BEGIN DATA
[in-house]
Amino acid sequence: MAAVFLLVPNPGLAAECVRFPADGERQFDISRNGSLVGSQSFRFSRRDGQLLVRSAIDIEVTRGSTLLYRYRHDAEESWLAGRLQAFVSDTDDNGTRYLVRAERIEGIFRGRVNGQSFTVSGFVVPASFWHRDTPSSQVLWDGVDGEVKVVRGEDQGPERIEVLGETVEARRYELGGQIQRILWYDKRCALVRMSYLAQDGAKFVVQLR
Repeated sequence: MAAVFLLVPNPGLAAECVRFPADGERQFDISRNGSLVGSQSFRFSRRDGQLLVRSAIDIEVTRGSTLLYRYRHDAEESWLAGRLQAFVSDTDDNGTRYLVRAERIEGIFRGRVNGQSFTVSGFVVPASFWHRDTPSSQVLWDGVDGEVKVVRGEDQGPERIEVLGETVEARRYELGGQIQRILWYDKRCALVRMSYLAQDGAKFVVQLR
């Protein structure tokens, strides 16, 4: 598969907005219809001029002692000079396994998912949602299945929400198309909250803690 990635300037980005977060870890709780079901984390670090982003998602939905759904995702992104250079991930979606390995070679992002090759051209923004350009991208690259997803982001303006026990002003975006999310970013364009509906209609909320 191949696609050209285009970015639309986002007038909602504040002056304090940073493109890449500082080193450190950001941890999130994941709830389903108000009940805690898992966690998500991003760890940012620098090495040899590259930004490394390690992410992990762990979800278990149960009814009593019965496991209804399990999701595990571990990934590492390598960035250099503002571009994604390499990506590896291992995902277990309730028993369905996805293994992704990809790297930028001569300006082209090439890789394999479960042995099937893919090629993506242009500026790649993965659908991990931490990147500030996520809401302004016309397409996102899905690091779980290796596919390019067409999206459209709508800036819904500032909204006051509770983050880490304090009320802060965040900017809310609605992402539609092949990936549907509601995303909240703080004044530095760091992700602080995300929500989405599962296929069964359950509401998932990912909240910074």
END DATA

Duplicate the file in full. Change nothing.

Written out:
[in-house]
Amino acid sequence: MAAVFLLVPNPGLAAECVRFPADGERQFDISRNGSLVGSQSFRFSRRDGQLLVRSAIDIEVTRGSTLLYRYRHDAEESWLAGRLQAFVSDTDDNGTRYLVRAERIEGIFRGRVNGQSFTVSGFVVPASFWHRDTPSSQVLWDGVDGEVKVVRGEDQGPERIEVLGETVEARRYELGGQIQRILWYDKRCALVRMSYLAQDGAKFVVQLR
Repeated sequence: MAAVFLLVPNPGLAAECVRFPADGERQFDISRNGSLVGSQSFRFSRRDGQLLVRSAIDIEVTRGSTLLYRYRHDAEESWLAGRLQAFVSDTDDNGTRYLVRAERIEGIFRGRVNGQSFTVSGFVVPASFWHRDTPSSQVLWDGVDGEVKVVRGEDQGPERIEVLGETVEARRYELGGQIQRILWYDKRCALVRMSYLAQDGAKFVVQLR
């Protein structure tokens, strides 16, 4: 598969907005219809001029002692000079396994998912949602299945929400198309909250803690 990635300037980005977060870890709780079901984390670090982003998602939905759904995702992104250079991930979606390995070679992002090759051209923004350009991208690259997803982001303006026990002003975006999310970013364009509906209609909320 191949696609050209285009970015639309986002007038909602504040002056304090940073493109890449500082080193450190950001941890999130994941709830389903108000009940805690898992966690998500991003760890940012620098090495040899590259930004490394390690992410992990762990979800278990149960009814009593019965496991209804399990999701595990571990990934590492390598960035250099503002571009994604390499990506590896291992995902277990309730028993369905996805293994992704990809790297930028001569300006082209090439890789394999479960042995099937893919090629993506242009500026790649993965659908991990931490990147500030996520809401302004016309397409996102899905690091779980290796596919390019067409999206459209709508800036819904500032909204006051509770983050880490304090009320802060965040900017809310609605992402539609092949990936549907509601995303909240703080004044530095760091992700602080995300929500989405599962296929069964359950509401998932990912909240910074």